I’m not a physicist. At best, I’m an armchair physicist, not so much out of choice, but because people have asked me if there is a difference between the two and what that difference is. What follows is the result of some research I did to answer that question.
First the terms. Both sulfate and sulfide have different spellings. Sulfate/sulphate and sulfide/sulfite. In both, the former is the common term used, i.e., sulfate and sulfide.
Sulfide and sulfate are oxyanions of sulfur. Basically this means that these elements are formed by interaction with oxygen and they have a negative charge. SO4 means the sulfate ion and four oxygen atoms. SO4 is the kind of sulfate we're concerned with. In relation to wild rice water quality standards, SO4 is the proper term to use. John Moyle, whose wild rice work in the 40s was used to set the current wild rice quality standard, specifically wrote - SO4; in other words sulfate.
So what about sulfide? In Len Anderson's excellent article, "The Validity of the Minnesota Wild Rice Sulfate Standard,” Anderson quotes a hearing officer regarding the flowage of the Mississippi River and why the higher level of sulfates from the Cohasset plant doesn’t affect the wild rice stands. Because of the river current, "...there is less of a reducing environment in the sediments and therefore, the sulfate is not reduced to hydrogen sulfide, which is the sulfur compound that damages the wild rice roots."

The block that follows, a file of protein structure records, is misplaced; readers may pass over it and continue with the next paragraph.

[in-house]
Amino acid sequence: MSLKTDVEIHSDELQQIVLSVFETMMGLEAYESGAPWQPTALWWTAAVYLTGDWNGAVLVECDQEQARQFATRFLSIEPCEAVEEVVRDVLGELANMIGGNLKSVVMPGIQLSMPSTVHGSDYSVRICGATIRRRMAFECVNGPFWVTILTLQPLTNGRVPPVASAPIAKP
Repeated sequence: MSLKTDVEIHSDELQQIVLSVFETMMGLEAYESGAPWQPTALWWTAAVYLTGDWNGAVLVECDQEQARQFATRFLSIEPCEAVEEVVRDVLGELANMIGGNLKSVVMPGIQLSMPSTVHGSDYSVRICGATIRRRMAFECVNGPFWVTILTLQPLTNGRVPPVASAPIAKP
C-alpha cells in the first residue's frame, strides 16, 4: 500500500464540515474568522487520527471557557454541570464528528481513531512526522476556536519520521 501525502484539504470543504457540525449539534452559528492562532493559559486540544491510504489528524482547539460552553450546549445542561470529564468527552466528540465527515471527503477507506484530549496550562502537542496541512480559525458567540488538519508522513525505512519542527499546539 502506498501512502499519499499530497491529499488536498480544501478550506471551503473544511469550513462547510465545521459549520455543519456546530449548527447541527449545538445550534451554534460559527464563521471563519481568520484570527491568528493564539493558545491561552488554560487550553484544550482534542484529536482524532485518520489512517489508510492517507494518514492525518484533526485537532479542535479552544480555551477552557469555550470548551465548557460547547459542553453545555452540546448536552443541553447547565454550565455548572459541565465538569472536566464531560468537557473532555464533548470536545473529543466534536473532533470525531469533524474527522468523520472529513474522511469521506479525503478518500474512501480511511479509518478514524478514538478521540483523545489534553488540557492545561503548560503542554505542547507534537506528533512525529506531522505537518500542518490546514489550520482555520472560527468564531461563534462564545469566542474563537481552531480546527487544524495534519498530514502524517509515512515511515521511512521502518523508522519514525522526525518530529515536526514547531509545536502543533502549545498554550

John Pastor, a University of Minnesota Duluth biologist and expert on wild rice, said that the current standard should be maintained, i.e., 10 mg/L. Pastor said that small-scale research at UMD seems to suggest that once sulfates get into the sediments at the bottoms of streams and lakes, microbes convert the sulfates back into sulfides. Sulfides seem to interfere with the development of the roots of wild rice plants, and the stunted roots starve the rest of the plants of nitrogen. That results in fewer and smaller seeds, and the leaves turn yellow.
Thus, scientific evidence strongly suggests that sulfates are converted to hydrogen sulfide and affect both seeds and root symptoms of natural wild rice year-round.
To put it in more understandable terms, sulfide can be said to be a byproduct of sulfate. With metals, sulfate is an oxidizing agent that forms sulfide. Therefore, SO4 is the main agent we're dealing with. Once SO4 leaches into water, hydrogen sulfide is formed. The higher the level of SO4, the higher the level of hydrogen sulfide.
Both sulfate and sulfide are natural agents. But mining increases the levels, hence endangering not only wild rice, but other vegetation as well and, in turn, impacting the ecosystem.
The bottom line? Sulfate, i.e. SO4, is the main issue we’re dealing with and, therefore, the term that should be used. Of course, if we really want to impress the suits in the Capitol and at Polymet, we can impress them with our deeper knowledge regarding hydrogen sulfide. I suspect they haven't a clue as to what that is.